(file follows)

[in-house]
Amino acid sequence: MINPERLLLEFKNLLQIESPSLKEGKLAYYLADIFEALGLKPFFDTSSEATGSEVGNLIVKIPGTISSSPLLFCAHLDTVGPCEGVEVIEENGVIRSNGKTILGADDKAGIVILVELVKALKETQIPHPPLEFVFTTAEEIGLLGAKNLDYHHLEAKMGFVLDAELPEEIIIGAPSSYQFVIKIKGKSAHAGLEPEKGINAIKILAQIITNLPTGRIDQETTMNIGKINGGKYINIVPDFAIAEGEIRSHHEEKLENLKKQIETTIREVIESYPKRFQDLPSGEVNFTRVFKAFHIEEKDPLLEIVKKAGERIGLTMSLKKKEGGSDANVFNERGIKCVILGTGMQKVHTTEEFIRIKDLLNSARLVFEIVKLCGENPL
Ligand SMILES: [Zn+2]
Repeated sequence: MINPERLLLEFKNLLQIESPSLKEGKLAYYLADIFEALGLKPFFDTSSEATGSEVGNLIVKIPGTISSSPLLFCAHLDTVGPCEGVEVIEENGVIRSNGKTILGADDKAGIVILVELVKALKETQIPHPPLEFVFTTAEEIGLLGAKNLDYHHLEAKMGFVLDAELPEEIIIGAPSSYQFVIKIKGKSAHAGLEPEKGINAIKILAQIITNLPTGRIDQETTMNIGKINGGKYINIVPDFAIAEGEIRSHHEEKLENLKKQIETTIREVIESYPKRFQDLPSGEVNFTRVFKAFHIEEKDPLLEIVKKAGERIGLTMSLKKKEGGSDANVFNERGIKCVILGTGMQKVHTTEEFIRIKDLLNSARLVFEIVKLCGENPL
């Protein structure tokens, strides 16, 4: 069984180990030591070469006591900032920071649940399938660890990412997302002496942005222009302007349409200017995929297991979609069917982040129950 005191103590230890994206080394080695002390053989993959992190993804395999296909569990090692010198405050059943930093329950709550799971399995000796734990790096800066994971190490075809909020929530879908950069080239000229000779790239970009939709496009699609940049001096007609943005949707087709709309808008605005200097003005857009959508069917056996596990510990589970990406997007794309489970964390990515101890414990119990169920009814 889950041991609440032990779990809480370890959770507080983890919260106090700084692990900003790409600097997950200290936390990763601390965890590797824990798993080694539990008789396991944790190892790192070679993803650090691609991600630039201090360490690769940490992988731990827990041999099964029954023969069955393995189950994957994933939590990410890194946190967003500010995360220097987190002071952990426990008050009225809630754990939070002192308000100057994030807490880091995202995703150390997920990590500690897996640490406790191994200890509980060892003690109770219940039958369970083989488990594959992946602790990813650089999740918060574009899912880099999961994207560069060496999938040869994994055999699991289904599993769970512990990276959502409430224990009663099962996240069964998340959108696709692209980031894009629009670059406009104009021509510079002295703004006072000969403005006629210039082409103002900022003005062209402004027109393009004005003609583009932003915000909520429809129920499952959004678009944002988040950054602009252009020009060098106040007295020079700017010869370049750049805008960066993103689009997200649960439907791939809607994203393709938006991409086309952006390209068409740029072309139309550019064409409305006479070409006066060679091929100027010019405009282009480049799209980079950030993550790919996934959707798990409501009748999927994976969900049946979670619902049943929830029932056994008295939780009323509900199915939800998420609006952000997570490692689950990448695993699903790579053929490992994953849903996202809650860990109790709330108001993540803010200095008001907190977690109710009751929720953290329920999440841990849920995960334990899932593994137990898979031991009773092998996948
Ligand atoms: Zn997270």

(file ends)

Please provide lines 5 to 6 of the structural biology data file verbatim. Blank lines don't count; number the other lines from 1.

């Protein structure tokens, strides 16, 4: 069984180990030591070469006591900032920071649940399938660890990412997302002496942005222009302007349409200017995929297991979609069917982040129950 005191103590230890994206080394080695002390053989993959992190993804395999296909569990090692010198405050059943930093329950709550799971399995000796734990790096800066994971190490075809909020929530879908950069080239000229000779790239970009939709496009699609940049001096007609943005949707087709709309808008605005200097003005857009959508069917056996596990510990589970990406997007794309489970964390990515101890414990119990169920009814 889950041991609440032990779990809480370890959770507080983890919260106090700084692990900003790409600097997950200290936390990763601390965890590797824990798993080694539990008789396991944790190892790192070679993803650090691609991600630039201090360490690769940490992988731990827990041999099964029954023969069955393995189950994957994933939590990410890194946190967003500010995360220097987190002071952990426990008050009225809630754990939070002192308000100057994030807490880091995202995703150390997920990590500690897996640490406790191994200890509980060892003690109770219940039958369970083989488990594959992946602790990813650089999740918060574009899912880099999961994207560069060496999938040869994994055999699991289904599993769970512990990276959502409430224990009663099962996240069964998340959108696709692209980031894009629009670059406009104009021509510079002295703004006072000969403005006629210039082409103002900022003005062209402004027109393009004005003609583009932003915000909520429809129920499952959004678009944002988040950054602009252009020009060098106040007295020079700017010869370049750049805008960066993103689009997200649960439907791939809607994203393709938006991409086309952006390209068409740029072309139309550019064409409305006479070409006066060679091929100027010019405009282009480049799209980079950030993550790919996934959707798990409501009748999927994976969900049946979670619902049943929830029932056994008295939780009323509900199915939800998420609006952000997570490692689950990448695993699903790579053929490992994953849903996202809650860990109790709330108001993540803010200095008001907190977690109710009751929720953290329920999440841990849920995960334990899932593994137990898979031991009773092998996948
Ligand atoms: Zn997270």